Day 7: Illinois House and Senate adjourn special session after 11 minutes for second consecutive day

Eric Kohn

Eric Kohn is marketing manager at the Illinois Policy Institute.

Eric Kohn
June 27, 2017

Day 7: Illinois House and Senate adjourn special session after 11 minutes for second consecutive day

Seven days of special session have cost Illinois taxpayers an additional $350,000 for less than 2 hours of work.

The Illinois General Assembly is seven days into the special session but lawmakers continue to spend minimal time actually in special session, which Gov. Bruce Rauner called with the intent of passing a state budget.

The Illinois House of Representatives and Senate adjourned from the seventh day of special session after less than 11 total minutes between the two chambers. The Senate adjourned after only six minutes and 49 seconds. The House marked its shortest special session yet, adjourning after a mere three minutes and 55 seconds.

Over seven days, the two legislative chambers have put in less than 111 minutes of work in special session. With each day of special session costing taxpayers an additional $50,000, according to an estimate from the Chicago Tribune, the special session has run taxpayers around $350,000, or about $3,150 for each minute the House and Senate have worked.

The special session lasts through June 30, when the current fiscal year expires.

Both parties claim to want a compromise on a budget to prevent Illinois from becoming the first state with a junk credit rating. However, Democrats and Republicans alike have proposed plans to raise taxes by more than $5 billion, which would increase the average Illinois household’s tax burden by $1,125 each year. But Illinoisans have expressed that they don’t want a budget that hikes taxes.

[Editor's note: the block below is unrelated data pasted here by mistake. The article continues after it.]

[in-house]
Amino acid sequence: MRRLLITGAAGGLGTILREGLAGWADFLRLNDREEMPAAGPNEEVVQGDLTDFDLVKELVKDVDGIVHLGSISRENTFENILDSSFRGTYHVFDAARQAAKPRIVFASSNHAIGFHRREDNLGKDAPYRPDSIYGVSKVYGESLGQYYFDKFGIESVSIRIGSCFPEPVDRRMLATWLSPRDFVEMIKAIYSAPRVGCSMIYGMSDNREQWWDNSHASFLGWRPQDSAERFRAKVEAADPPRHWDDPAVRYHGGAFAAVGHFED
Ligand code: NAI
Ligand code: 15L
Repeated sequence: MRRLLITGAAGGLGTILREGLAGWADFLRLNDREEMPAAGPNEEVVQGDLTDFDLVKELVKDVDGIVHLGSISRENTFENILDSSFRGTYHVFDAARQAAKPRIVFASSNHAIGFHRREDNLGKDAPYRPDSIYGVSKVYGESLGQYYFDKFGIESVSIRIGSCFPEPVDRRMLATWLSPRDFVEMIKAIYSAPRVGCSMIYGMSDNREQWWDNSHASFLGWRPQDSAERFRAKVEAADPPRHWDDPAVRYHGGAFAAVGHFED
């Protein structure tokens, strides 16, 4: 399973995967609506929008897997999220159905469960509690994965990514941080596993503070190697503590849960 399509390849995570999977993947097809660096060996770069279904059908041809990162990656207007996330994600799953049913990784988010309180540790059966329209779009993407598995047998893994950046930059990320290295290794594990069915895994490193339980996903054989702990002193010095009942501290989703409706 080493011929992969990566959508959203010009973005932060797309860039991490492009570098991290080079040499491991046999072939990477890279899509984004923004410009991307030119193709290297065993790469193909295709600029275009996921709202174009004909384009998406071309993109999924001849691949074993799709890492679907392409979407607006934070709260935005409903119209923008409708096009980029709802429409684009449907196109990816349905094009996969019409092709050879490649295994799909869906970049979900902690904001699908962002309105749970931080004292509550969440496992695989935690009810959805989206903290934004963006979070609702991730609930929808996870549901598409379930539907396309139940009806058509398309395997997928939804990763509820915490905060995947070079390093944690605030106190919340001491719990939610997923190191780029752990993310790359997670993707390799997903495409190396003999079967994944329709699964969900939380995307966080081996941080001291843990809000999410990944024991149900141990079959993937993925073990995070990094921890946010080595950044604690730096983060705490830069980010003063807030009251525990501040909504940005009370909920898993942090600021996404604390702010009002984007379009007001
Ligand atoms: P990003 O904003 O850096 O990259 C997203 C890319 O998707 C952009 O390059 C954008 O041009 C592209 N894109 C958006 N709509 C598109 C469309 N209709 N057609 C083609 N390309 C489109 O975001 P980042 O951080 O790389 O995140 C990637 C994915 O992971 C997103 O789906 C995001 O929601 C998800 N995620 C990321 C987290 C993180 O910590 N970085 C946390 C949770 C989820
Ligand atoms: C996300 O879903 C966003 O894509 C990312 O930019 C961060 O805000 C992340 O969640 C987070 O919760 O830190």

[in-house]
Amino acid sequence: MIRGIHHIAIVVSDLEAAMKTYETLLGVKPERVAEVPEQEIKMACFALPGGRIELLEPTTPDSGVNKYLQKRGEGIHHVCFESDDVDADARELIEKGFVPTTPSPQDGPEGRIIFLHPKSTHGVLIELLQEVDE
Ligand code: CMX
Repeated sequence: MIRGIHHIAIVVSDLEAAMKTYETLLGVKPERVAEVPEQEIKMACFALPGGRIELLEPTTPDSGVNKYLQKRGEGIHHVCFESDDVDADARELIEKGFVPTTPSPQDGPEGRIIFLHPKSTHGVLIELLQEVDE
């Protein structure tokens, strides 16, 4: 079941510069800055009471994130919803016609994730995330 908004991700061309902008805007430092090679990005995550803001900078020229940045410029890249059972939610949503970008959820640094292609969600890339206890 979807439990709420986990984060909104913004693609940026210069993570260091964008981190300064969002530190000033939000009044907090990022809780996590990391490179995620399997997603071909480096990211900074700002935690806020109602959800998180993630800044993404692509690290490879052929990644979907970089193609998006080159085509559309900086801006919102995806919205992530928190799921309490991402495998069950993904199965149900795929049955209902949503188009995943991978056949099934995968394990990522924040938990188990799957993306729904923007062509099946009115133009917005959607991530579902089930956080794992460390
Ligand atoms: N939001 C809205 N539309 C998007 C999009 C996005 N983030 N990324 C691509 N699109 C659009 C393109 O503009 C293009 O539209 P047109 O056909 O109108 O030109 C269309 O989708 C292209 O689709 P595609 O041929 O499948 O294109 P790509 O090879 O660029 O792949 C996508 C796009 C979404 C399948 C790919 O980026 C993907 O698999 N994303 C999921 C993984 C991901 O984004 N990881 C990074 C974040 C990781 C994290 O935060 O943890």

Nearly two-thirds of likely Illinois voters don’t want an income tax hike as part of the state budget, according to polling conducted by Fabrizio, Lee & Associates and commissioned by the Illinois Policy Institute. More than three-quarters of respondents oppose hiking sales taxes. And nearly 80 percent agree “Illinois state lawmakers should pass major structural reforms before passing any tax increase.”

The Illinois Policy Institute has introduced a budget proposal that offers real reform without raising taxes. This kind of reform-minded, no-tax-hike proposal is in line with what Illinoisans want. Lawmakers should use that as a framework while taxpayers pay for their costly special session.

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